My daughter has been HORRIBLE in her classroom and on the bus, and quite frankly, I am at my wit's end. I've asked her teacher via email and written note to tell me exactly what she's doing so I can correct it, any advice, tips, etc. Her teacher has not communicated or even offered to communicate in any way, and my daughter is NOT thriving in school. I know we are only three weeks in, but her behavior at home has been greatly affected as well. She already knows the things being taught, and I feel she is very bored. And she's looking at being kicked off the bus as well. She's on the bus for about an hour. I don't want the stigma of her being a 'problem child' to follow her around forever. So I would rather take her out, work on her following directions, and teach her at home. I feel like an absolute failure, not because I think homeschool is the only route at this point, but because I expected her to do better. We have NEVER had this many problems with her, and she is getting a note sent home every single day.
With that being said, I need advice on affordable homeschool. I would prefer secular, but slight religious theme is okay as well.
I had those same fears. I didn't take my son out of ps until middle of 4th grade, and that was because he had used all his suspension days before having to elevate meetings to the district level. And maybe I should have fought the district and the school, made them look at the situation in a different light, but I didn't have that in me, nor do I believe my son did. Being at home is awesome for him. He needs more than the ps can provide, he feels more secure at home, and the problems that we have are here one minute and gone the next. There's not a series of meetings and discussions that make things worse rather than better. And honestly, by 4th grade, kids are more aware that he was problematic for the adults. That makes me sad.
Find out what she would be learning in school and assemble books from the library. I like Life of Fred math books (not at my library), and there are tons of science experiment books to go through. What grade is your daughter?
You didn't say what grade your child is?
If they have been in public or private school I highly recommend de-schooling.
Here are my best best tips!
1. Look up your state laws. Make sure you are in compliance. I like this site rather than HSLDA
2. Decide what your mutual goals for the future of your student are, high school degree, GED, college and so on.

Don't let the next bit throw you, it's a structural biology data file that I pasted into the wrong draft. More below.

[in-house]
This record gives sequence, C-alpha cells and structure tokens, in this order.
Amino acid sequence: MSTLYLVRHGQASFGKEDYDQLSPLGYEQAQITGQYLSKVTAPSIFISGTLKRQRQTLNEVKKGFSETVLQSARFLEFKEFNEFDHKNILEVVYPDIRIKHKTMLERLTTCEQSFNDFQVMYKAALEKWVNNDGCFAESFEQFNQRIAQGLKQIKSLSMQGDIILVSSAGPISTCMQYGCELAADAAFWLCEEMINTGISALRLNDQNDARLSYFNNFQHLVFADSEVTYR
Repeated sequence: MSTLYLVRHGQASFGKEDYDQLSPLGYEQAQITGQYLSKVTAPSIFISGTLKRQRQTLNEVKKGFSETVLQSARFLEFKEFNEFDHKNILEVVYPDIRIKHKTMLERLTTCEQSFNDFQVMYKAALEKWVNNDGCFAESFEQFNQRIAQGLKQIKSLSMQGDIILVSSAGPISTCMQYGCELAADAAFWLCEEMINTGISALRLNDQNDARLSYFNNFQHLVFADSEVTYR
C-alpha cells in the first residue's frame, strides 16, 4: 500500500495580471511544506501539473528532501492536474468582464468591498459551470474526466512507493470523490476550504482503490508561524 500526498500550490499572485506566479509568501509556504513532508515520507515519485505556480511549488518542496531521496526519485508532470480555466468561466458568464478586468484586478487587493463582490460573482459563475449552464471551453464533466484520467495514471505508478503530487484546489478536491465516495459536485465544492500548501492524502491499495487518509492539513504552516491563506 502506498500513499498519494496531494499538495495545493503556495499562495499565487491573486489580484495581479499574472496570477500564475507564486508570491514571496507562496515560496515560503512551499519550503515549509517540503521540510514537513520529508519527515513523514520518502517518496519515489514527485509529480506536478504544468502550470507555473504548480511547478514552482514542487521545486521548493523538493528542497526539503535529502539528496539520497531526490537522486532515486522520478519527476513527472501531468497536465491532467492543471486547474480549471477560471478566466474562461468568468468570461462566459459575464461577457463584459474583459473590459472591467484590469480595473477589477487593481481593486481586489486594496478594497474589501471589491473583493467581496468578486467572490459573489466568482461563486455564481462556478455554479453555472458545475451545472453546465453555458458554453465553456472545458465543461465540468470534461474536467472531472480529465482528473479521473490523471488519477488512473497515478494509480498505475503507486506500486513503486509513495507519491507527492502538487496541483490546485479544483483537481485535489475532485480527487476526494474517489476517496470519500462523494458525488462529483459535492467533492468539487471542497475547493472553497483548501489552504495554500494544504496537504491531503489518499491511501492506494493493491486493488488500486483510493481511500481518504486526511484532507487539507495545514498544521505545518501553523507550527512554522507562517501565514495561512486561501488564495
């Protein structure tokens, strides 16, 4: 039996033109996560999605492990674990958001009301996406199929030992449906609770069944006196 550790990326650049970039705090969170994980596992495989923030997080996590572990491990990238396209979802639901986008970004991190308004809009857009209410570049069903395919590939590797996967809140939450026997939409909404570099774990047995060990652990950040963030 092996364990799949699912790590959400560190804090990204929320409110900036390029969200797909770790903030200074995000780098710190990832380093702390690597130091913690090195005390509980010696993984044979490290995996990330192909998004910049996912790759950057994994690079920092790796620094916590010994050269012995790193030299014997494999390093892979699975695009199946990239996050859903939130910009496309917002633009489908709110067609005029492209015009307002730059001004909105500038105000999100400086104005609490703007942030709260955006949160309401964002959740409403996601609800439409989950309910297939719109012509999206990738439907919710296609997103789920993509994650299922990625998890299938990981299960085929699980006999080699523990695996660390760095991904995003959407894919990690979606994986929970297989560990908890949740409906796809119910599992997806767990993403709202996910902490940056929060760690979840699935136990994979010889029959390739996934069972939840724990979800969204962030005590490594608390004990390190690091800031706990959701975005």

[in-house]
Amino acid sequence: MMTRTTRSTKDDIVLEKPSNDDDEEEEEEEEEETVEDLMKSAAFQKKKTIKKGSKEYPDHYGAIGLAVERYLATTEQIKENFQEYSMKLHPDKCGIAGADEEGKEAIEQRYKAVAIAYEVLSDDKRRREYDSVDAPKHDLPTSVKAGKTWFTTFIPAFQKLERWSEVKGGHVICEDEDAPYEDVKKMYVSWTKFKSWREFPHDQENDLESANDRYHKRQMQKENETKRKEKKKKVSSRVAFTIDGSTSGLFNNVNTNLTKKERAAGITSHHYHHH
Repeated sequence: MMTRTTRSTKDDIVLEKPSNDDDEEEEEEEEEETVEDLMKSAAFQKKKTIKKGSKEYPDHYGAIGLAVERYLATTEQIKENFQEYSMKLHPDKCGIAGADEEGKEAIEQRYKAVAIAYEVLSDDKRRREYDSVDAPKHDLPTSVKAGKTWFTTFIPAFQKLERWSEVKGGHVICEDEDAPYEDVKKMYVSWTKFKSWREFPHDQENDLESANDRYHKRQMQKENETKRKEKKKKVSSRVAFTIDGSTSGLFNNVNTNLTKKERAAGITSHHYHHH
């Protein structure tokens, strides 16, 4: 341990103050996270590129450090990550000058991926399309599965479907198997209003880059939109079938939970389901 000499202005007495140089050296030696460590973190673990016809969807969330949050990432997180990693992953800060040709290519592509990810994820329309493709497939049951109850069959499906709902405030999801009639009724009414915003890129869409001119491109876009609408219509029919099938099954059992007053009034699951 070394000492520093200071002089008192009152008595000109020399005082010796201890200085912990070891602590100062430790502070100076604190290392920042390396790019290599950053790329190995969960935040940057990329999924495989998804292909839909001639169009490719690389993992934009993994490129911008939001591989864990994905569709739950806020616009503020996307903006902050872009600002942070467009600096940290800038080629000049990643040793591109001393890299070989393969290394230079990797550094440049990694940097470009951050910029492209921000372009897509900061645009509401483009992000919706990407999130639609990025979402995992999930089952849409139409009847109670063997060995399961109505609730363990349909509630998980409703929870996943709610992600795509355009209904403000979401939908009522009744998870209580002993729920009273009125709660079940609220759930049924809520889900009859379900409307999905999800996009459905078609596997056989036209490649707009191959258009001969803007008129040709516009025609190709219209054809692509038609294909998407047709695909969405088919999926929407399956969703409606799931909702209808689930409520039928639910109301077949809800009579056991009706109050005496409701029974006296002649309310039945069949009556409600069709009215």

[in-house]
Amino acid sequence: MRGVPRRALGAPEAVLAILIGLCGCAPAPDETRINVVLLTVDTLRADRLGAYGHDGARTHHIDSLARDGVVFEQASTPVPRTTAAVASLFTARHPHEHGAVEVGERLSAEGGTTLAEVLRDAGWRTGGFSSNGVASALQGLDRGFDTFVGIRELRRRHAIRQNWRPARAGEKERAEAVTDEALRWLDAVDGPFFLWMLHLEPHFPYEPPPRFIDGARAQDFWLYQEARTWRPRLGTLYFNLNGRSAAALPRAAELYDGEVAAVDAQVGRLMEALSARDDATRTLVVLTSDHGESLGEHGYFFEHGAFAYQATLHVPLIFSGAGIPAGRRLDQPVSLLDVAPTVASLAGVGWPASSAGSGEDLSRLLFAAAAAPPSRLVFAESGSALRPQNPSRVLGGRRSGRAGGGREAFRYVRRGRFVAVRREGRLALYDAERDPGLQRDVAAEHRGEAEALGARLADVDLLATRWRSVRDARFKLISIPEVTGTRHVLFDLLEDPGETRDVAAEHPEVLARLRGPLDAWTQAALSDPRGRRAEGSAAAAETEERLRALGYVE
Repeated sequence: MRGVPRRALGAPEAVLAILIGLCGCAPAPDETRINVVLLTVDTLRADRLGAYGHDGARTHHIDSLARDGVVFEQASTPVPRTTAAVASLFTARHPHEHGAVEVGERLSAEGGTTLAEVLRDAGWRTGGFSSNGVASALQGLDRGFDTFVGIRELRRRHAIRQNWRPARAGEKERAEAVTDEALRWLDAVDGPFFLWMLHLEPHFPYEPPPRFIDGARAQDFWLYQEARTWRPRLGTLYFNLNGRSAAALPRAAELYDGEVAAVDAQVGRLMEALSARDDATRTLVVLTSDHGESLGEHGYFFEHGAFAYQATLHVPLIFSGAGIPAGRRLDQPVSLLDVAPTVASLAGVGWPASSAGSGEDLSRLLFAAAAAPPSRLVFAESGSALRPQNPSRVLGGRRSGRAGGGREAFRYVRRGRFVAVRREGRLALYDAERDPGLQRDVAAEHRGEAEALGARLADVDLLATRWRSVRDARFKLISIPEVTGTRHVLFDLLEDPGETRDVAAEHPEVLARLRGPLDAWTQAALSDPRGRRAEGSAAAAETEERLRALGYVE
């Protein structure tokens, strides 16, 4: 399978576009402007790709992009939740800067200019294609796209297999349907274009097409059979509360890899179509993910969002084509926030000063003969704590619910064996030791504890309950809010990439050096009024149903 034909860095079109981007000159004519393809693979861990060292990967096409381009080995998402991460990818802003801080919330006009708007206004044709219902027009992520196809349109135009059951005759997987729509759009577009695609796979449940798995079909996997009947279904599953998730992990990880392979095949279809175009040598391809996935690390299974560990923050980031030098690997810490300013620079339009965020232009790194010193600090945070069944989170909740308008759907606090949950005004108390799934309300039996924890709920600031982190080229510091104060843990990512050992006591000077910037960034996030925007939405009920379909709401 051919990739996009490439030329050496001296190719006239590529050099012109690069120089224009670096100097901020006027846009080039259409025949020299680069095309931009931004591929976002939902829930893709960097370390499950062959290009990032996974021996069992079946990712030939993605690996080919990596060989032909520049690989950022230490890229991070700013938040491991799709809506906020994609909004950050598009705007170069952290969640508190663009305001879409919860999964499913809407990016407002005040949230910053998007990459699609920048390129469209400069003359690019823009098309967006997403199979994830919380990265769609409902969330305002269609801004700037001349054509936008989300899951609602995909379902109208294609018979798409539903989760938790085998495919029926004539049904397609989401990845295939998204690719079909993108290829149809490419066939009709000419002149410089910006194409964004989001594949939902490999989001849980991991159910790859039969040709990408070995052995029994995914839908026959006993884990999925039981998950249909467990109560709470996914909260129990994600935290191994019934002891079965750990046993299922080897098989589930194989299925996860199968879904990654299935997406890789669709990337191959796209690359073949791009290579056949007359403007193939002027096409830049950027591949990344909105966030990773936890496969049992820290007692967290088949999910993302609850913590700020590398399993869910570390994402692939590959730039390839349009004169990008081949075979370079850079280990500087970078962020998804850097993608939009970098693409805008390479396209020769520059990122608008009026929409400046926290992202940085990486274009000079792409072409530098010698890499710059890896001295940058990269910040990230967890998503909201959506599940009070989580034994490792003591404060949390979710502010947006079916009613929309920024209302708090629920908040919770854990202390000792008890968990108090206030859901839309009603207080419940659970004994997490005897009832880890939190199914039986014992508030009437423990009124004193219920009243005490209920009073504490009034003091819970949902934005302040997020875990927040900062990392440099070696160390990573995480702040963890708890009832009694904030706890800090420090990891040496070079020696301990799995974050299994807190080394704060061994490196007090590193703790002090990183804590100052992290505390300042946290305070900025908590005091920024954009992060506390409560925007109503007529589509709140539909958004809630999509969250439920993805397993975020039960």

3. Find out your student's best learning styles. I'd use POC4U to aide this.
4. Research ways to do an education along with your teen. I recommend The Teenage Liberation Handbook.
5. Pick out curriculum (if any) WITH your student. I do not recommend buying a full curriculum the first year. It tends to lead to frustration and a waste of money.
6. Be flexible, expect change.
7. Locate local groups and resources.
8. Don't forget to make it fun, relax now and then, just enjoy each other.
9. Be sure to keep your student in touch with any friends they really want to spend time with and which you do not feel are a really bad influence.
And finally, relax, relax, relax. The very best thing you can do is de-school. Let your students find what their are passions and pursue them.
I have one that has won a four year academic scholarship and one that has won a renewable athletic scholarship. That's only my student athlete's first college visit and offer. There are more offers to come.
Stressing over making your child learn or doing what the public or private schools are doing or doing enough won't help you or them. I wish someone had told me that when I began and that I could have wrapped my head around it and believed it.
Love them. Like them. Trust them. Support their dreams even when you don't like or understand what they are. This is the best gift you can give anyone. It's also a gift that will allow them to do things that will impress you over the years.